Leon, David A. (2004). Russian mortality fluctuations since 1980.. MacKellar, Landis; Andriouchina, Elena; & Horlacher, David (Eds.) (pp. 28-43). Laxenberg, Austria: International Institute for Applied Systems Analysis.
In March 2001 my colleagues and I published a paper in the Lancet (Shkolnikov et al. 2001) summarizing the fluctuations in mortality that had occurred in Russia between 1991 and 1998. Our main interest was in looking at whether the causes of death that had increased so rapidly in the period 1991-94 were also the ones that declined in the subsequent period up to 1998, when life expectancy at birth showed a steady improvement. In general they were. While we were aware that the 1999 data showed increases in mortality from a broad range of causes, none of us anticipated that mortality would continue to increase up until the present time. However, this is what has happened. As can be seen in Figure 1 life expectancy at birth in males and females has fallen each year from 1998 to 2002. In 2002 for males it was 58.5 years and for females 72.0 (Evgueny Andreev, personal communication). Provisional estimates based on mortality in the first part of 2003 suggest that life expectancy has fallen further (Evgueny Andreev, personal communication). The increase in mortality rates that followed the financial collapse in August 1998 was perhaps to be anticipated. However, it was thought that this would be a transient effect, particularly as from 1999 onwards the macro-economic indicators (such as GDP per capita) showed evidence of steady improvement. This was in sharp contrast to the years 1991-94, in which the enormous upheavals and changes brought about by the collapse of the Soviet Union were accompanied by worsening of the macroeconomic situation. The extended decline in life expectancy since 1998 cannot therefore be simply explained by reference to macro-economic indicators. This paper provides a summary of key aspects of what is currently known about the mortality fluctuations in Russia since the mid-1970s. It then considers some of the issues about the biology of disease processes that may help us understand some features of the complex Russian mortality dynamics, paying particular attention to the proximal role of alcohol. Finally, it suggests that some features of the mortality fluctuations could be best explained by hypothesizing the existence of a sub-group of the Russian population who have a set of social, psychological and biological vulnerabilities that make them particularly sensitive to major shocks and upheavals such as the collapse of communism and the 1998 financial crisis. If this is the case, this has important implications for social policy both in terms of protecting the vulnerable as well as taking steps to ameliorate the social process that appears to be continually generating this vulnerable sub-group.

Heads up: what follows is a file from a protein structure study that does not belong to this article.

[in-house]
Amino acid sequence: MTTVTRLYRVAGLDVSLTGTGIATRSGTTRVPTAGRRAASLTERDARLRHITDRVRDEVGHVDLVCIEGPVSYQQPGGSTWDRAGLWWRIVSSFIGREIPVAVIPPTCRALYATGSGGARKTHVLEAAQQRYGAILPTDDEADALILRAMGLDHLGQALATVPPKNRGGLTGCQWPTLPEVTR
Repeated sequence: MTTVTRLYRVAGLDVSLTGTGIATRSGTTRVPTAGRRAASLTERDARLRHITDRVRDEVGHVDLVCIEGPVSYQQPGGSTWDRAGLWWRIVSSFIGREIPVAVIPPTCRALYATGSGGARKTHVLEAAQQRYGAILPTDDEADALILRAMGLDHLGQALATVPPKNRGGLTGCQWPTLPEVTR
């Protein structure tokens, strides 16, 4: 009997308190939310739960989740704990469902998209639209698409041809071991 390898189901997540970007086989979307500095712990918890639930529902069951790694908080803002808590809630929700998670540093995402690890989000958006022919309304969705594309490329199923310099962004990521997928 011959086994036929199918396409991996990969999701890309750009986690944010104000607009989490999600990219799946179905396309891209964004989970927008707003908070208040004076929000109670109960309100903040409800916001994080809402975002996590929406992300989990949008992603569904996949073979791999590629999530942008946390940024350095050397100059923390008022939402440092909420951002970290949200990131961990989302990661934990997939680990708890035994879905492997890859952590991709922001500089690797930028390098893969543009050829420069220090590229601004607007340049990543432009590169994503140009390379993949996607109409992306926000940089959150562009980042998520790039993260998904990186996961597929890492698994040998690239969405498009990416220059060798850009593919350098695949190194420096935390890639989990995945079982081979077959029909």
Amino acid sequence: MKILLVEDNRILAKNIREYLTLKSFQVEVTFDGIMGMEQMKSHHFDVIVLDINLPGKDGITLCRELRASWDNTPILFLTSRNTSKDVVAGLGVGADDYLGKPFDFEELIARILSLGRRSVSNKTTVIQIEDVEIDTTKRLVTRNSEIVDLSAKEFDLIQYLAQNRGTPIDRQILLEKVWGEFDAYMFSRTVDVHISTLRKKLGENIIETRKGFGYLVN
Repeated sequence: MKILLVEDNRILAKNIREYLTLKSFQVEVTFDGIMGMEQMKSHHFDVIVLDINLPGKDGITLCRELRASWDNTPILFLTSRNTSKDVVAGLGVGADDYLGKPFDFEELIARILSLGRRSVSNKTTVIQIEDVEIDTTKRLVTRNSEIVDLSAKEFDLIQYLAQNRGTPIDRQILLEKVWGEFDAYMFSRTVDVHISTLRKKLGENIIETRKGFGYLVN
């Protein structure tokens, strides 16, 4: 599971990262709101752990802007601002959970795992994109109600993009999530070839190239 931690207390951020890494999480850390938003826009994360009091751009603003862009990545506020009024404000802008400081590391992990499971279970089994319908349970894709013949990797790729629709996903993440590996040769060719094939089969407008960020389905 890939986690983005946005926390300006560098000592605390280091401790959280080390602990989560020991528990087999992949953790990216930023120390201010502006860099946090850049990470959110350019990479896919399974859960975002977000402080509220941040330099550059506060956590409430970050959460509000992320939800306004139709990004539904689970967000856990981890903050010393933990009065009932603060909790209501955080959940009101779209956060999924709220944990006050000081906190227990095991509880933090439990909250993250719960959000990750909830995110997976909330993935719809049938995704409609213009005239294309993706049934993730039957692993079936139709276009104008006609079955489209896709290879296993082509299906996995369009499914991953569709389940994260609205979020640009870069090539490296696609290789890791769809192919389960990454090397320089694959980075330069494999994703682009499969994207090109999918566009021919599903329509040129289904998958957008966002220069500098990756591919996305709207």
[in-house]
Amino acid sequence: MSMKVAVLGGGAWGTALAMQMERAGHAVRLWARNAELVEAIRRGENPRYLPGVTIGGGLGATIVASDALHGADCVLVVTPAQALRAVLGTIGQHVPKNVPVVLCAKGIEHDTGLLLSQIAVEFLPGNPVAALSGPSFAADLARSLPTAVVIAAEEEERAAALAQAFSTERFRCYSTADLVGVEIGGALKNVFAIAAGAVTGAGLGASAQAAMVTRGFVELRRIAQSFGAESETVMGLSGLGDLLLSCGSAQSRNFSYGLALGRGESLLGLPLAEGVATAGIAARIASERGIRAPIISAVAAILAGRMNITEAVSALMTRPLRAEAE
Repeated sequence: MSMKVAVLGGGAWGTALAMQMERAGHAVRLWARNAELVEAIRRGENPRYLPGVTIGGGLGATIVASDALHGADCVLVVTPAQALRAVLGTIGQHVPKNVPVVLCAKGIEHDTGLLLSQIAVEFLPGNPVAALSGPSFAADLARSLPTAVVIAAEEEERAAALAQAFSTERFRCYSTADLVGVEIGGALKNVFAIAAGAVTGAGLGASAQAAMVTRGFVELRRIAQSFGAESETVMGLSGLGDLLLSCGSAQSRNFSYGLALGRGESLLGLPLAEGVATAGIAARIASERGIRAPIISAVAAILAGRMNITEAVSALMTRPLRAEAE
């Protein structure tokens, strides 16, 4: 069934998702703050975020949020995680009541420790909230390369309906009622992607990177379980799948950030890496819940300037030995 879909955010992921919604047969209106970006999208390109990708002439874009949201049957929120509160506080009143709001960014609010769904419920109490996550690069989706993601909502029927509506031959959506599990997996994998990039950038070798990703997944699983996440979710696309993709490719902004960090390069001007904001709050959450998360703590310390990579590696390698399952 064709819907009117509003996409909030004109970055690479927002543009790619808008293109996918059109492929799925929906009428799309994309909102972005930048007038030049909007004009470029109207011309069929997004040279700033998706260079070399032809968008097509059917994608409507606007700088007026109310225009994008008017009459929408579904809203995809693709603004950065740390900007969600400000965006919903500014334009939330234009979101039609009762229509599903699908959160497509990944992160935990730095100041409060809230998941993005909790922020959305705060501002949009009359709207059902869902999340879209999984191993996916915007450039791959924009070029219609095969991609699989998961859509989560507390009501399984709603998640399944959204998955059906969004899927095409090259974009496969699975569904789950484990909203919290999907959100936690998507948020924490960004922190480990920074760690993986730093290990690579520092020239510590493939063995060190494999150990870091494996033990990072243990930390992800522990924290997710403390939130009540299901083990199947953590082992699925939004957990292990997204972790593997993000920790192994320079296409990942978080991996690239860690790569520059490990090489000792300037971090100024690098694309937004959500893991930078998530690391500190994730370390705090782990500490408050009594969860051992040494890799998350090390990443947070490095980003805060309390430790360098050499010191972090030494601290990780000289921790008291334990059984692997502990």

Leon, David A.